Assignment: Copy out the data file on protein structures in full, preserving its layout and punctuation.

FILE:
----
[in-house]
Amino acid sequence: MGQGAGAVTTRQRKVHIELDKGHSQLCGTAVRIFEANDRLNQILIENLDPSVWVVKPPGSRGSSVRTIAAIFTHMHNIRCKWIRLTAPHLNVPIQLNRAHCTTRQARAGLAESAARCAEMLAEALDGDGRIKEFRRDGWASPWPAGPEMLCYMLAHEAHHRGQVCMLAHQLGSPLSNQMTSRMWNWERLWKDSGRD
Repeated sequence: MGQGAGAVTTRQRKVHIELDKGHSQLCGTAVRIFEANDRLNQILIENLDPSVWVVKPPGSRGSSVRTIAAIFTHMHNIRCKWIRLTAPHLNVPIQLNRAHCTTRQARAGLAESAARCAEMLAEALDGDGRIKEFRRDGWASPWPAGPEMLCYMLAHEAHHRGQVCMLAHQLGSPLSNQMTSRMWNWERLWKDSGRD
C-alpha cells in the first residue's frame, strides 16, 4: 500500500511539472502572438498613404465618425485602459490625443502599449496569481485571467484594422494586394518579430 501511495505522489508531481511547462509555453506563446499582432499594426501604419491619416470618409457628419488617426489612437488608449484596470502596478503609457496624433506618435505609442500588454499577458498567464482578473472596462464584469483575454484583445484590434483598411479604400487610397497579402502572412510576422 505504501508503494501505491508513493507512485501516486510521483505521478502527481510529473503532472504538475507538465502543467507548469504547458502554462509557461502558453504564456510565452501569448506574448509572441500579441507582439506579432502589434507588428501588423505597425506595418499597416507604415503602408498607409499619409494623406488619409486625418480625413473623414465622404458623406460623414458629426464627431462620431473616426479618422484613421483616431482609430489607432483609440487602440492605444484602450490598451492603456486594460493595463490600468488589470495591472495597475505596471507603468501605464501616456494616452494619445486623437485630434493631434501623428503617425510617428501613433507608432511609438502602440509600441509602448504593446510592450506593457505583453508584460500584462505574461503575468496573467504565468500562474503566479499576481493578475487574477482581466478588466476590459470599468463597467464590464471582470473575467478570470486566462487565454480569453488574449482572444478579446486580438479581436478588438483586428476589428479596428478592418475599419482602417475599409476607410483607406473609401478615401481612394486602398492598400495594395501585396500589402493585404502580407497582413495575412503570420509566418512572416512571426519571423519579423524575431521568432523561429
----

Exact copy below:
[in-house]
Amino acid sequence: MGQGAGAVTTRQRKVHIELDKGHSQLCGTAVRIFEANDRLNQILIENLDPSVWVVKPPGSRGSSVRTIAAIFTHMHNIRCKWIRLTAPHLNVPIQLNRAHCTTRQARAGLAESAARCAEMLAEALDGDGRIKEFRRDGWASPWPAGPEMLCYMLAHEAHHRGQVCMLAHQLGSPLSNQMTSRMWNWERLWKDSGRD
Repeated sequence: MGQGAGAVTTRQRKVHIELDKGHSQLCGTAVRIFEANDRLNQILIENLDPSVWVVKPPGSRGSSVRTIAAIFTHMHNIRCKWIRLTAPHLNVPIQLNRAHCTTRQARAGLAESAARCAEMLAEALDGDGRIKEFRRDGWASPWPAGPEMLCYMLAHEAHHRGQVCMLAHQLGSPLSNQMTSRMWNWERLWKDSGRD
C-alpha cells in the first residue's frame, strides 16, 4: 500500500511539472502572438498613404465618425485602459490625443502599449496569481485571467484594422494586394518579430 501511495505522489508531481511547462509555453506563446499582432499594426501604419491619416470618409457628419488617426489612437488608449484596470502596478503609457496624433506618435505609442500588454499577458498567464482578473472596462464584469483575454484583445484590434483598411479604400487610397497579402502572412510576422 505504501508503494501505491508513493507512485501516486510521483505521478502527481510529473503532472504538475507538465502543467507548469504547458502554462509557461502558453504564456510565452501569448506574448509572441500579441507582439506579432502589434507588428501588423505597425506595418499597416507604415503602408498607409499619409494623406488619409486625418480625413473623414465622404458623406460623414458629426464627431462620431473616426479618422484613421483616431482609430489607432483609440487602440492605444484602450490598451492603456486594460493595463490600468488589470495591472495597475505596471507603468501605464501616456494616452494619445486623437485630434493631434501623428503617425510617428501613433507608432511609438502602440509600441509602448504593446510592450506593457505583453508584460500584462505574461503575468496573467504565468500562474503566479499576481493578475487574477482581466478588466476590459470599468463597467464590464471582470473575467478570470486566462487565454480569453488574449482572444478579446486580438479581436478588438483586428476589428479596428478592418475599419482602417475599409476607410483607406473609401478615401481612394486602398492598400495594395501585396500589402493585404502580407497582413495575412503570420509566418512572416512571426519571423519579423524575431521568432523561429